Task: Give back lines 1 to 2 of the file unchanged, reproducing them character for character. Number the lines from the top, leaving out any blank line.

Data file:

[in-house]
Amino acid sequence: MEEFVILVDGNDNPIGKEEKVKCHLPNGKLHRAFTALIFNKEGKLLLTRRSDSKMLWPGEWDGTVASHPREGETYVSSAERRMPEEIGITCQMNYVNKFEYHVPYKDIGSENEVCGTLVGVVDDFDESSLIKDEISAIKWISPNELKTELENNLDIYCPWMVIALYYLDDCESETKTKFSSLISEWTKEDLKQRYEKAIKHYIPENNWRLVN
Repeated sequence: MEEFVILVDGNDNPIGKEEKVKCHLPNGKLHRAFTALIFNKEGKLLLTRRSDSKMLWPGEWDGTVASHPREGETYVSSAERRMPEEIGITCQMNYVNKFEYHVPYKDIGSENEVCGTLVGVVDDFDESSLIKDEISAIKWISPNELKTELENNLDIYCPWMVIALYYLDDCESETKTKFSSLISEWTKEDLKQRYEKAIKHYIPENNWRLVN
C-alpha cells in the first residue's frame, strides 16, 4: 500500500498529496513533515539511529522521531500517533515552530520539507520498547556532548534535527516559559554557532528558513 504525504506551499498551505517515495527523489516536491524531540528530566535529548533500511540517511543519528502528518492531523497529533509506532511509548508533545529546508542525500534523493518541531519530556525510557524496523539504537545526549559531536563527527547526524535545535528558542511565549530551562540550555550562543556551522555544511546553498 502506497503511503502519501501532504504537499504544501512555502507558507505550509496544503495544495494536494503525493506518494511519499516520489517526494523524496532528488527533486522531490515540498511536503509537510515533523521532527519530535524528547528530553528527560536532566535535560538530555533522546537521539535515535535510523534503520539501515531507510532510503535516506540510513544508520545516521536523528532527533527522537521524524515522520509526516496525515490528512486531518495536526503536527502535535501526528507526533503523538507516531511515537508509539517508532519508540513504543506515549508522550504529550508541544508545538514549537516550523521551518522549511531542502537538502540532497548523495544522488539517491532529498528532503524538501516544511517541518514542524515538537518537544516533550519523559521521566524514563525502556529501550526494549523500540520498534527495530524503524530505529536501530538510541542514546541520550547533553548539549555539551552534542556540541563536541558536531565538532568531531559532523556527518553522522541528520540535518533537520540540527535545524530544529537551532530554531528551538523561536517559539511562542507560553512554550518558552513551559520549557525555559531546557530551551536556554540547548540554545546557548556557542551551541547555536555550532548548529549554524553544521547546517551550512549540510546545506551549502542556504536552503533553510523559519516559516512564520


[in-house]
Amino acid sequence: MEEFVILVDGNDNPIGKEEKVKCHLPNGKLHRAFTALIFNKEGKLLLTRRSDSKMLWPGEWDGTVASHPREGETYVSSAERRMPEEIGITCQMNYVNKFEYHVPYKDIGSENEVCGTLVGVVDDFDESSLIKDEISAIKWISPNELKTELENNLDIYCPWMVIALYYLDDCESETKTKFSSLISEWTKEDLKQRYEKAIKHYIPENNWRLVN